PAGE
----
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Paper: The Theoretical Instability Strip of V777 Her White Dwarfs
Volume: 509, 20th European Workshop on White Dwarfs (EuroWD16)
Page: 321
Authors: Van Grootel, V.; Fontaine, G.; Brassard, P.; Dupret, M.-A.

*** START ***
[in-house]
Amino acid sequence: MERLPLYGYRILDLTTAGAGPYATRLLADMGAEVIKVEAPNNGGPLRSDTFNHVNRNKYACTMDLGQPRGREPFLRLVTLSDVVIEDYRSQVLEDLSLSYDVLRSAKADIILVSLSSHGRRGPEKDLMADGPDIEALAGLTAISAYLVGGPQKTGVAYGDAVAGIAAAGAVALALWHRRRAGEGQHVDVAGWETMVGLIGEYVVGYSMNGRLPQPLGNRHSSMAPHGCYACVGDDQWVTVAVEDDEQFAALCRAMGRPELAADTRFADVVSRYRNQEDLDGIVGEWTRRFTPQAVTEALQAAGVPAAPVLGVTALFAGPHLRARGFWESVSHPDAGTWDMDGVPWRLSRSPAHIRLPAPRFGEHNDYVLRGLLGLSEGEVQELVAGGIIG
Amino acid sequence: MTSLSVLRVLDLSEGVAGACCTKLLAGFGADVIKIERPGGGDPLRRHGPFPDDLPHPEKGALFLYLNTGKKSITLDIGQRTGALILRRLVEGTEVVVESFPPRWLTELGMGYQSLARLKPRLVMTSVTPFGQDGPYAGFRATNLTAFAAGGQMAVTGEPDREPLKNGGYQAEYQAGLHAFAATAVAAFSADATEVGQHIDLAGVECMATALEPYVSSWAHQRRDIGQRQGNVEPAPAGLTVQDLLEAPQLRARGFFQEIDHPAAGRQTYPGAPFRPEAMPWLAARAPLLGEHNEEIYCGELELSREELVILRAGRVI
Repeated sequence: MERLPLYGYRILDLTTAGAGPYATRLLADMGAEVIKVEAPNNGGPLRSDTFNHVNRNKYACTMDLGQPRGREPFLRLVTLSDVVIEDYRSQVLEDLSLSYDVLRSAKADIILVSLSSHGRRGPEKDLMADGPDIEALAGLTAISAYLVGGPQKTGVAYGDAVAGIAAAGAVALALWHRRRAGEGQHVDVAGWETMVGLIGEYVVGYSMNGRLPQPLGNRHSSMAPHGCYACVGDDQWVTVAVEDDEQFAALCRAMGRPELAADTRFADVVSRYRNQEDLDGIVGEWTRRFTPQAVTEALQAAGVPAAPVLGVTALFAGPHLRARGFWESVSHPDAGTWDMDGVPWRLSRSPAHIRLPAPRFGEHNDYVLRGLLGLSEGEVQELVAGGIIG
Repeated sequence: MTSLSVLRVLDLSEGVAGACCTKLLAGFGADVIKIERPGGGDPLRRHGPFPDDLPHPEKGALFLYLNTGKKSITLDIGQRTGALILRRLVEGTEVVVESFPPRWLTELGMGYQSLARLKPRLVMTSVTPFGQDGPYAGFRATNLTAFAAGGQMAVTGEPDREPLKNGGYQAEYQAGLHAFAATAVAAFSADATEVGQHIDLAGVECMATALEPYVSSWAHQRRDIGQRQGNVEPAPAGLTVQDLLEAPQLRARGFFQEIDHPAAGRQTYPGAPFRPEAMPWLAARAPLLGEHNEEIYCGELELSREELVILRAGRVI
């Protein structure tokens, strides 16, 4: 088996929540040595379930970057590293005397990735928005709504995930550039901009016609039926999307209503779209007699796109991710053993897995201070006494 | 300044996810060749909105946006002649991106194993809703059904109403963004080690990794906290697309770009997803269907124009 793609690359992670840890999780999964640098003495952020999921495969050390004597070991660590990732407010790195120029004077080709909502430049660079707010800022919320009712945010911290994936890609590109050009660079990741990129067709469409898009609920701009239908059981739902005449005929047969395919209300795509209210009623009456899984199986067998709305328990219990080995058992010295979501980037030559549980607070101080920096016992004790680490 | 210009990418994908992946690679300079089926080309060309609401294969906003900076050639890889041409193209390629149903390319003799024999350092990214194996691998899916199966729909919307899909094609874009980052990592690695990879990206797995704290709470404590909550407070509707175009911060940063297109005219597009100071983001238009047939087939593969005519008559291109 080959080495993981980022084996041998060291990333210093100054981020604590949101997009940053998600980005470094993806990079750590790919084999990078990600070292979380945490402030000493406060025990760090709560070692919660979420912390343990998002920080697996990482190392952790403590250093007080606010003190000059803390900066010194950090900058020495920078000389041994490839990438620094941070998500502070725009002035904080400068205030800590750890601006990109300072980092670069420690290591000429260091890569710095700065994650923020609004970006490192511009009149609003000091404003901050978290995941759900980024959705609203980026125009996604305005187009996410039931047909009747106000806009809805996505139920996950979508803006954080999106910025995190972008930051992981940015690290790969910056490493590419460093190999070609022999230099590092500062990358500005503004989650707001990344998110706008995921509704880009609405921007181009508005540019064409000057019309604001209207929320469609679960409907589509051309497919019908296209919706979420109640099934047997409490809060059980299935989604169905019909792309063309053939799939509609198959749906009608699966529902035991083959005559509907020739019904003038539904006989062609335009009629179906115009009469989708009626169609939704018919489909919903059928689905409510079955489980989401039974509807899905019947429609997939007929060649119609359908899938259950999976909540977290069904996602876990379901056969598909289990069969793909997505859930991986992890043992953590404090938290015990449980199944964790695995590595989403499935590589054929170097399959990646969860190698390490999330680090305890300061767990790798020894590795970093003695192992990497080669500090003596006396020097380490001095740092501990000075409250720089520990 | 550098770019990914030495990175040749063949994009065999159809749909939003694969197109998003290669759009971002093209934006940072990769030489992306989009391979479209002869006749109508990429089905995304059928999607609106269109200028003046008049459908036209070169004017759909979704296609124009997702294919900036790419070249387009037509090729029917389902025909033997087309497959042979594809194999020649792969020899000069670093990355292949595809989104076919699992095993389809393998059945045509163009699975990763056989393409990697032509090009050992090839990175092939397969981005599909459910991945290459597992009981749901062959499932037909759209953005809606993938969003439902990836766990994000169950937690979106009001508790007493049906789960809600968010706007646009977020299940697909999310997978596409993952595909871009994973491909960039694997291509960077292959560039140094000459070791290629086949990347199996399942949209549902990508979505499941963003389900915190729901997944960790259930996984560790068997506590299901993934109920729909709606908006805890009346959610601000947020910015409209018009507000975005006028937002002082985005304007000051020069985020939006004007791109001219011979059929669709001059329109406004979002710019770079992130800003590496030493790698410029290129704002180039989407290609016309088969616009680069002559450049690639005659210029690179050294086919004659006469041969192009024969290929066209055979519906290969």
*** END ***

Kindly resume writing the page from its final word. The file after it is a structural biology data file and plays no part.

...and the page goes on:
Abstract: We present a new theoretical investigation of the instability strip of V777 Her (DBV) white dwarfs. We apply a time-dependent convection (TDC) treatment to cooling models of DB and DBA white dwarfs. Using the spectroscopic calibration for the convective efficiency, ML2/α=1.25, we find a wide strip covering the range of effective temperature from 30,000 K down to about 22,000 K at log g = 8.0. This accounts very well for the empirical instability strip derived from a new accurate and homogenous spectroscopic analysis of known pulsators. Our approach leads to an exact description of the blue edge and to a correct understanding of the onset and development of pulsational instabilities, similarly to our results of TDC applied to ZZ Ceti white dwarfs in the recent past. We propose that, contrarily to what is generally believed, there is practically no fuzziness on the boundaries of the V777 Her instability strip due to traces of hydrogen in the atmospheres of some of these helium-dominated-atmosphere stars. Contrary to the blue edge, the red edge provided by TDC computations is far too cool compared to the empirical one. A similar situation was observed for the ZZ Ceti stars as well. We hence test the energy leakage argument (i.e., the red edge occurs when the thermal timescale in the driving region becomes equal to the critical period beyond which gravity modes cease to exist), which was successful to correctly reproduce the red edge of ZZ Ceti white dwarfs. Based on this argument, the red edge is qualitatively well reproduced as indicated above. However, upon close inspection, it may be about 1000 K too cool compared to the empirical one, although the latter relies on a few objects only. We also test the hypothesis of including turbulent pressure in our TDC computations in order to provide an alternate physical mechanism to account for the red edge. First promising results are presented.
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